Well, not really. A poor player on a good team can float on the results of stronger teammates. A great player on a bad team will tend to have bad numbers. Some players play almost 30 minutes per game while others play only 7 or 8. A team's best defenseman and checking forwards are expected to shut down the opponents' most dangerous scorers while a third-pair defender benefits from playing against lower-skilled foes. You could be expected to handle future Hall-of-Famers for half of every game while I can only be trusted against scrubs for ten minutes here and there.

And it gets more complicated - if I wasn't around for those ten minutes, would you do worse at your job because you wouldn't be as rested during the game? If I sink to even or minus, should I be benched? What if that sinks your rating to -20? What if your rating is so low because you play with checking forwards who aren't expected to score? What if it's because we have a terrible goalie, so you are more likely to be on the ice when he flubs an easy shot?

With most statistics, outliers are a problem - they skew the overall results and aren't reliable. With a stat like +/-, it almost forces the reverse, where an outlier is not an anomaly but a true measure. That indicates something badly gone wrong with the original stat. Sure, the only player with a positive rating on a bad team full of high minuses is probably that team's best defender, but if takes that kind of a result, the stat is not all that useful. We could tell such a disparity without any stat at all; but if a guy is +8 and another is +10 over the course of 82 games, is that a statistical flub or a true indication that one has had a marginally better season on defense?

Attempts to improve hockey statistics are also underway, but much less known, and one big reason is that they're rather like Dr. Z's Pro-Bowl charts - they aren't that accessible and they do some very strange things with the little raw data available. Measuring strength of opponent, for example - sticking with you and I, the two defenseman - you face better opponents, measured in part by their goal and assist totals, in part by their minutes played (thus reflecting what their coaches think of their skill)... But are not my opponents' lower scoring totals due in part to their own lesser playing time? In part, isn't it also because I am knocking them down with a stick? In spreadsheet terms, it's something of a circular formula: the results of the calcuation are part of the calculation itself.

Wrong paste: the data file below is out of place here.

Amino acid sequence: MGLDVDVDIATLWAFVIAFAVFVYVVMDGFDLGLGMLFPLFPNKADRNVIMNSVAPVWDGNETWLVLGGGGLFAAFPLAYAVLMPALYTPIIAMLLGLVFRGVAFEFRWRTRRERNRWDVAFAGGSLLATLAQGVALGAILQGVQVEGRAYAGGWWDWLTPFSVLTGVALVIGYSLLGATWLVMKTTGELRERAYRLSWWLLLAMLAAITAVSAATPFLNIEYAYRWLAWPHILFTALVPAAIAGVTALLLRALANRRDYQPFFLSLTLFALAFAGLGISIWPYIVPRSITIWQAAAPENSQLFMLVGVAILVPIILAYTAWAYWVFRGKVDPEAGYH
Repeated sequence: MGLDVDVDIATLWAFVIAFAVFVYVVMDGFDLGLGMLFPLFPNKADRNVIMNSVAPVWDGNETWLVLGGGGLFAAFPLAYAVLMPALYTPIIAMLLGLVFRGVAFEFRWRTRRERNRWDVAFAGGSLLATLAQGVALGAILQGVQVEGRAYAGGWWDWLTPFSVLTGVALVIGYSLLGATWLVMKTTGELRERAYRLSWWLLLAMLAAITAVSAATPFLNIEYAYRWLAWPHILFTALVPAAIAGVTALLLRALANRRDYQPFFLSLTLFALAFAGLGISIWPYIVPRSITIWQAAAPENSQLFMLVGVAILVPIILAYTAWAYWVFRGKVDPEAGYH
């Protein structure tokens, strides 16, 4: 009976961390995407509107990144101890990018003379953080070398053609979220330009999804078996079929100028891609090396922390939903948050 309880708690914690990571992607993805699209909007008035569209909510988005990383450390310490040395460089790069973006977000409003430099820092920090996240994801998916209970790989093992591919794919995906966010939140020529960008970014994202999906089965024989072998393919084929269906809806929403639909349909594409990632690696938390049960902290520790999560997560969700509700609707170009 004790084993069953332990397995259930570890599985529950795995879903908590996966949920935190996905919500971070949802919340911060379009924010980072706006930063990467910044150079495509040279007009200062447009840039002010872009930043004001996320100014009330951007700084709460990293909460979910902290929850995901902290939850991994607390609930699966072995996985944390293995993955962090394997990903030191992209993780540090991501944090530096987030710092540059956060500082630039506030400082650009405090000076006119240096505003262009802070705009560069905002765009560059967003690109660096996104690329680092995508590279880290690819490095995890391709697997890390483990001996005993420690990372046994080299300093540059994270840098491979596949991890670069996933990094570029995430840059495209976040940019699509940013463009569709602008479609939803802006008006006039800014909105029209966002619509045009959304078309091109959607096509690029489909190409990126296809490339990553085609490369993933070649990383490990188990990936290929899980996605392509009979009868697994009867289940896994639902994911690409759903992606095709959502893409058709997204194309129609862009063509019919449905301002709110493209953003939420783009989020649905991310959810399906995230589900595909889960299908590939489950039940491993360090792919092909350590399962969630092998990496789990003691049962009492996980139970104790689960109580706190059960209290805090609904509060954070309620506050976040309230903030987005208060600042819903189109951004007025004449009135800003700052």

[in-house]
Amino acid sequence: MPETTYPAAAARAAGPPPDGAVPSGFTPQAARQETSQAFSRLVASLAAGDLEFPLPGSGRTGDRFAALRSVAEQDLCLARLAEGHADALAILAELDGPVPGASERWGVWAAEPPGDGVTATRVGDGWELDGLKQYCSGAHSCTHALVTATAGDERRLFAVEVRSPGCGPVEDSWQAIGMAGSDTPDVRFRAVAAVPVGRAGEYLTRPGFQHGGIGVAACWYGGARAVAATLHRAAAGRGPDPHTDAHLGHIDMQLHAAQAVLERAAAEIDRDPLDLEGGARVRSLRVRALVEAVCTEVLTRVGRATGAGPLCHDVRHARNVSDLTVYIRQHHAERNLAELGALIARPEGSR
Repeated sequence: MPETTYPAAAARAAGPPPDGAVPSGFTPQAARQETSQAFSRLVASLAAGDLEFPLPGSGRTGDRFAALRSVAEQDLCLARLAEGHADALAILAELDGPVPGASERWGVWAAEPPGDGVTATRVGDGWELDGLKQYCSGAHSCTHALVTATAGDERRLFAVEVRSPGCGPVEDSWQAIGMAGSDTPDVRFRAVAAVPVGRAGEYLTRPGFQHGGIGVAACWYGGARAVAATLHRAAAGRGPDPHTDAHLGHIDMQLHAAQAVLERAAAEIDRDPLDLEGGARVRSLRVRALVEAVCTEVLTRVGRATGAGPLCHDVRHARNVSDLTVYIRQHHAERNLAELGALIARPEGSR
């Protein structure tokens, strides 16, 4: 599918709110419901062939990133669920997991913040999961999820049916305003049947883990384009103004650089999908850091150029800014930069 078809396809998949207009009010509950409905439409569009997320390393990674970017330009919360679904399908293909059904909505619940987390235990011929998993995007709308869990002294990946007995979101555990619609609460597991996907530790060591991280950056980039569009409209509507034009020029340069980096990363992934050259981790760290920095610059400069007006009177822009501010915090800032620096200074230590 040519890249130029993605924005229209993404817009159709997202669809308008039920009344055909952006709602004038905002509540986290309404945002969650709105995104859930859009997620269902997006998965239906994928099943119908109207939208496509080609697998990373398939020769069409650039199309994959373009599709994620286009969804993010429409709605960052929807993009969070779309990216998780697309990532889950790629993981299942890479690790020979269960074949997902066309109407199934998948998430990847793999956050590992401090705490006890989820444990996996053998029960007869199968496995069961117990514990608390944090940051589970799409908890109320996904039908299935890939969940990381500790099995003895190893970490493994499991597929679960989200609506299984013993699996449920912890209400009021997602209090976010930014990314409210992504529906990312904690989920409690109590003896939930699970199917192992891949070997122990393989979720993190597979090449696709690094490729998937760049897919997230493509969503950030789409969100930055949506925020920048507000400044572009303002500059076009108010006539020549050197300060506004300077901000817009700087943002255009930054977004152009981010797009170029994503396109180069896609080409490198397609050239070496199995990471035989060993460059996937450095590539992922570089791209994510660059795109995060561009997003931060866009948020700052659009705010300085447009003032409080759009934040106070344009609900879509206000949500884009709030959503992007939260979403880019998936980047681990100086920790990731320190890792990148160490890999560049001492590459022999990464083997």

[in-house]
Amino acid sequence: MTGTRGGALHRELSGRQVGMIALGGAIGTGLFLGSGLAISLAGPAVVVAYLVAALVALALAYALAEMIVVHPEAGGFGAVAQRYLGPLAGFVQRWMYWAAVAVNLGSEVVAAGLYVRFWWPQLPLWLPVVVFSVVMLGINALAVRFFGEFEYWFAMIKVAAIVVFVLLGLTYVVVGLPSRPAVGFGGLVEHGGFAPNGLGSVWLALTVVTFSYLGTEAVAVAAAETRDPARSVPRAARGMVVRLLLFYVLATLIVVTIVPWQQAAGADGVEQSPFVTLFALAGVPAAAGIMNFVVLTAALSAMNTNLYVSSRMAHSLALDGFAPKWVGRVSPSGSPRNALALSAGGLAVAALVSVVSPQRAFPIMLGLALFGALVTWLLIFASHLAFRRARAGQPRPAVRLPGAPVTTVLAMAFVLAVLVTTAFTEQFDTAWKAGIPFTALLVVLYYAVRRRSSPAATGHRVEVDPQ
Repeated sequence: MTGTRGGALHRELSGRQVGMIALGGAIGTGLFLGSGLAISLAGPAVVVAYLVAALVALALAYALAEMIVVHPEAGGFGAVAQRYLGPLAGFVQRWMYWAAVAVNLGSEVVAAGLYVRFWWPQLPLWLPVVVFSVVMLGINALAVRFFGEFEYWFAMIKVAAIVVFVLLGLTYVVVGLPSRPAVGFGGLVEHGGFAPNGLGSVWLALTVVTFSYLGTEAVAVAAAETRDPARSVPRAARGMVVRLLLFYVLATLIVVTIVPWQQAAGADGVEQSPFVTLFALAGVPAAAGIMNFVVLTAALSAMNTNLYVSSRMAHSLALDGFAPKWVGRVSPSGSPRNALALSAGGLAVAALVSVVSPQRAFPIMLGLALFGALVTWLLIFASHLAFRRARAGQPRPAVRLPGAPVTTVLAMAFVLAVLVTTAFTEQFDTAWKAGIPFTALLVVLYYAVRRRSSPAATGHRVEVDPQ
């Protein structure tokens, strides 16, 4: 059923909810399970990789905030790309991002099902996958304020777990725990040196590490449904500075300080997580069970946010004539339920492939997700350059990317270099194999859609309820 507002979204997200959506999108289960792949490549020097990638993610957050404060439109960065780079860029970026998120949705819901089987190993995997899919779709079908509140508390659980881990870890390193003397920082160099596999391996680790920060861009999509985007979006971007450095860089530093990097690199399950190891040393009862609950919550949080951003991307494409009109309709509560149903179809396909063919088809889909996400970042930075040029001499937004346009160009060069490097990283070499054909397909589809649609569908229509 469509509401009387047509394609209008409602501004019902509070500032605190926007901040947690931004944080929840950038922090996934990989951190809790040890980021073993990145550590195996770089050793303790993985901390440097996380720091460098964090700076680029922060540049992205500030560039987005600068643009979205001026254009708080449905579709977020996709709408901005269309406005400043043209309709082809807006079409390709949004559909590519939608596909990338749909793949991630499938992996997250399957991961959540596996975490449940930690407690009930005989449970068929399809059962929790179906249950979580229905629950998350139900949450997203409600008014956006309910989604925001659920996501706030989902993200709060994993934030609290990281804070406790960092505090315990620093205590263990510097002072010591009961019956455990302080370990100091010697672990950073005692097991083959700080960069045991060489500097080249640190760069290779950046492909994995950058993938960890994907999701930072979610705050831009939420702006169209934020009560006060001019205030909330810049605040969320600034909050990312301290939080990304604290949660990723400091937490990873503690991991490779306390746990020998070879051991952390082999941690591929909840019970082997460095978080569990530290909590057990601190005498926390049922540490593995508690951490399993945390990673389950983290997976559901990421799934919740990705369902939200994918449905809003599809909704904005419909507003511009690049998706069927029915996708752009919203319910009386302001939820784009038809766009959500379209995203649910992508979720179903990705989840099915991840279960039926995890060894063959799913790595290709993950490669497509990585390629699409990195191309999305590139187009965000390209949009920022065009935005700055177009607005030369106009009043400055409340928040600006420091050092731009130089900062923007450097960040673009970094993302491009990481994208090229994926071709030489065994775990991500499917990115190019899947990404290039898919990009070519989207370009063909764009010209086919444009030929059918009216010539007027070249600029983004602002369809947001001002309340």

The only way to be really sure of our relative value would be to play me half the game against All-Stars and you ten minutes against shlubs, and see if I can duplicate my +5 while you remain at -10. Good luck finding the team that is willing to do that merely in the name of statistical analysis. Much the reverse - they would want to see some cold facts to back up the idea that I am suited for a tougher role. In fact, that's why the Montreal Canadiens developed +/- in the first place, back in the '50s (the league at large didn't adopt it until 1967, I believe). Absent that they must go with their eyes and their gut. Well and good for the team, but harder for the hockey fan who wants to argue that their favorite guy deserves a larger role, and who wants to appeal to something more than "I really like that guy." (I am your favorite guy, of course... What? My hit counter proves that I'm a bench jockey? Whyioughta...)

The worst thing would be to drag into hockey the ridiculous conflict between stat geeks and harrumphy "because I say so" sorts. Both call themselves the clear-eyed lovers of fact, and the other side is regarded rather as the emissaries of the Devil - either wanting to empty the sport of its soul, or of its brains. I'd rather not be either a vampire or a zombie, thanks all the same. I don't object to good stats, nor to personal observation. They're both simply means to describe and measure performance, and when they are at odds, something is up. What I object to are bad stats and prejudiced observations, which confuse and mislead. We get this a lot with Martin Brodeur, who recently became the winningest regular-season goalie in NHL history. Some people think he's too brilliant for words, others insist that he's only decent and not excellent, both based on their lyin' eyes. Others point only to the numbers to say he's the greatest, while others point to entirely different numbers to insist that he's adequate at best. (Really, I've heard it.) It's almost like he's the Derek Jeter of goalies...

...except, of course, that Jeter is clearly overrated (though still darn good), while Brodeur is in fact a superb keeper. So say my own lyin' eyes, at least until the stats catch up.

PS - speaking of lyin' eyes, your eyes are correct about the different look to the blog. I swapped templates and tinkered with some of the colors during a dull moment.